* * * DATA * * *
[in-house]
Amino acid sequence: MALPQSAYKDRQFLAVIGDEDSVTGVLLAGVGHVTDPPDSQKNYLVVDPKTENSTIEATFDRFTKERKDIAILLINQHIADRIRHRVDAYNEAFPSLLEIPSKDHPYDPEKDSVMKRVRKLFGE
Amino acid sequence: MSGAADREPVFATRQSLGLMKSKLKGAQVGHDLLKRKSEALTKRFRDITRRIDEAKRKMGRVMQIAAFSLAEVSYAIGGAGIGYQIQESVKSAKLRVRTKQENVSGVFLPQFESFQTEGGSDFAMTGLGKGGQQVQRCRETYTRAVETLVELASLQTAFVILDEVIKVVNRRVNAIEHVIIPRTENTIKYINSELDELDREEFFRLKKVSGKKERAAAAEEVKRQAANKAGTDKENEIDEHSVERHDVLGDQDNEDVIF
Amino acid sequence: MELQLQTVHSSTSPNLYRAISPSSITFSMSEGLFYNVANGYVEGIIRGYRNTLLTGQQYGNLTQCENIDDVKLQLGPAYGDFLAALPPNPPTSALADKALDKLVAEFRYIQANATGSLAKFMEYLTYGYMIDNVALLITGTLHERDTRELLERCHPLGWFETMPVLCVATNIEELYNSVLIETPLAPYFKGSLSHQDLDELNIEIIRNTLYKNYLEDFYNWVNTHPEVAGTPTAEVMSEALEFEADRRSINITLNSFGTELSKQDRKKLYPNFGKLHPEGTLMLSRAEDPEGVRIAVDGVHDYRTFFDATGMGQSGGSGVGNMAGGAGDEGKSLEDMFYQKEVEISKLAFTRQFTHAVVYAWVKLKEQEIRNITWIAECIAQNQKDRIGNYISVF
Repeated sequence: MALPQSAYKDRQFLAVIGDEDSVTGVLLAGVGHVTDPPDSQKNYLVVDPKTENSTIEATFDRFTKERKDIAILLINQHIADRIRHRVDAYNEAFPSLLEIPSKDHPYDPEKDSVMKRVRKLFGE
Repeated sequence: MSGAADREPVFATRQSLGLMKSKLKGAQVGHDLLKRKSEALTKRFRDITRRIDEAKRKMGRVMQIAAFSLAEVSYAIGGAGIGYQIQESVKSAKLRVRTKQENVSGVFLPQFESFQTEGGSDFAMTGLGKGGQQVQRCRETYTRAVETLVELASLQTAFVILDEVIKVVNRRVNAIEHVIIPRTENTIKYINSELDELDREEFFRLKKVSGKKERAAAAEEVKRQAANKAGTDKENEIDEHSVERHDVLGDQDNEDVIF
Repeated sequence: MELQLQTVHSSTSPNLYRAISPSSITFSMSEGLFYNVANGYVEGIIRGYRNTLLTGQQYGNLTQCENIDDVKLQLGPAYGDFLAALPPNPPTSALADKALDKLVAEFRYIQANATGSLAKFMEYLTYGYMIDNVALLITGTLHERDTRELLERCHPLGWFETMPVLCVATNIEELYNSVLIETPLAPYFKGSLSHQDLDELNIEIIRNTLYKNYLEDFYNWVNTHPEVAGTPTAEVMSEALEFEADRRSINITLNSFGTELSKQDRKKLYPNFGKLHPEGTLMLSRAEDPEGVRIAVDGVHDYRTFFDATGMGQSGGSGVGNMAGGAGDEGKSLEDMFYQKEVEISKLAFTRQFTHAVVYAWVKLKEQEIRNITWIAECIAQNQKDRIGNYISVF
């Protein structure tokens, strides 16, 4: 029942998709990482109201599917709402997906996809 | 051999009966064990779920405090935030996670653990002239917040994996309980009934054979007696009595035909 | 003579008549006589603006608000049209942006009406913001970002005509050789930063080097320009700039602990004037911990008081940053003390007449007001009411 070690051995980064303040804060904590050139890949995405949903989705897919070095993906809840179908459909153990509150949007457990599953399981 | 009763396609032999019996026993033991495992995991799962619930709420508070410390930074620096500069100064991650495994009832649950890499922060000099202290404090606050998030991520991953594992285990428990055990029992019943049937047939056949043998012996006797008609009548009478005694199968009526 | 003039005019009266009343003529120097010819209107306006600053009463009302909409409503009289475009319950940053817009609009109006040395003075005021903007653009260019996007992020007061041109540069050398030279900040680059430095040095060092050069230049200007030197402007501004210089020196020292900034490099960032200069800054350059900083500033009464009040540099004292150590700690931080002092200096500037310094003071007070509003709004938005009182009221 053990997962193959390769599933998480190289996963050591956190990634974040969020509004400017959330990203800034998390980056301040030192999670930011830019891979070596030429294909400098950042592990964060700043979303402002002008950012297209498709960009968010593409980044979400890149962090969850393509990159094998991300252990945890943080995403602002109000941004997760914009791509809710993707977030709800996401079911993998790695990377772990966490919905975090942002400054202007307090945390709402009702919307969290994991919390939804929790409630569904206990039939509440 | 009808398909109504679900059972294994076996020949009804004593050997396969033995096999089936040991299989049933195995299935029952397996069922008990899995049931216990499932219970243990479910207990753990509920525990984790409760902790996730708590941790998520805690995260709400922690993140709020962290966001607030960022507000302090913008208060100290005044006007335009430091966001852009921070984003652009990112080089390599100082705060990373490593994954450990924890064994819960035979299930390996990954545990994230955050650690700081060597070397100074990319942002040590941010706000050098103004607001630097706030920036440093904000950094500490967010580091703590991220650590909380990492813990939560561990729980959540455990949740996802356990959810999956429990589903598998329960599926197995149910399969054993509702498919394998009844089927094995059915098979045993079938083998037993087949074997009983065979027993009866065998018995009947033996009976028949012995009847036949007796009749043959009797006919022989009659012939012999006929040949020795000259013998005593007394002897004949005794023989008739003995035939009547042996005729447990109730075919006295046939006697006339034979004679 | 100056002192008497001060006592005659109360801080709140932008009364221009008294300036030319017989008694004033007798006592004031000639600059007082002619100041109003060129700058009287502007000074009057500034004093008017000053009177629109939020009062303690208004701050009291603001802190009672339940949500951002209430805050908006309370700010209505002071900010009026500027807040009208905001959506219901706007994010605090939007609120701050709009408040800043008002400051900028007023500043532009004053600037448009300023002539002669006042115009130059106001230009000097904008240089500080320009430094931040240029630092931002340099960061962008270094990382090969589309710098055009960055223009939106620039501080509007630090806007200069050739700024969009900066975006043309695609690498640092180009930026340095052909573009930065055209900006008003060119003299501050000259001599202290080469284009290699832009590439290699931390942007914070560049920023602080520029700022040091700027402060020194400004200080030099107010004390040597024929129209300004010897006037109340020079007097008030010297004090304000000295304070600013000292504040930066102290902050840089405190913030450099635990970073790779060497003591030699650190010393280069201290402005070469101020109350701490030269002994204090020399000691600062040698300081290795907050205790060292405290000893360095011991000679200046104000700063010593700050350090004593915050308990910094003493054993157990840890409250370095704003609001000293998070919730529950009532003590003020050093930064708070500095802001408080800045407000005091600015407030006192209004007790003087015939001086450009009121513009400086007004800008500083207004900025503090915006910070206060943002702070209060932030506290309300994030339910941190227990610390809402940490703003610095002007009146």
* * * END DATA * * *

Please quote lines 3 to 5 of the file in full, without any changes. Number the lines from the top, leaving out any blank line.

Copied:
Amino acid sequence: MSGAADREPVFATRQSLGLMKSKLKGAQVGHDLLKRKSEALTKRFRDITRRIDEAKRKMGRVMQIAAFSLAEVSYAIGGAGIGYQIQESVKSAKLRVRTKQENVSGVFLPQFESFQTEGGSDFAMTGLGKGGQQVQRCRETYTRAVETLVELASLQTAFVILDEVIKVVNRRVNAIEHVIIPRTENTIKYINSELDELDREEFFRLKKVSGKKERAAAAEEVKRQAANKAGTDKENEIDEHSVERHDVLGDQDNEDVIF
Amino acid sequence: MELQLQTVHSSTSPNLYRAISPSSITFSMSEGLFYNVANGYVEGIIRGYRNTLLTGQQYGNLTQCENIDDVKLQLGPAYGDFLAALPPNPPTSALADKALDKLVAEFRYIQANATGSLAKFMEYLTYGYMIDNVALLITGTLHERDTRELLERCHPLGWFETMPVLCVATNIEELYNSVLIETPLAPYFKGSLSHQDLDELNIEIIRNTLYKNYLEDFYNWVNTHPEVAGTPTAEVMSEALEFEADRRSINITLNSFGTELSKQDRKKLYPNFGKLHPEGTLMLSRAEDPEGVRIAVDGVHDYRTFFDATGMGQSGGSGVGNMAGGAGDEGKSLEDMFYQKEVEISKLAFTRQFTHAVVYAWVKLKEQEIRNITWIAECIAQNQKDRIGNYISVF
Repeated sequence: MALPQSAYKDRQFLAVIGDEDSVTGVLLAGVGHVTDPPDSQKNYLVVDPKTENSTIEATFDRFTKERKDIAILLINQHIADRIRHRVDAYNEAFPSLLEIPSKDHPYDPEKDSVMKRVRKLFGE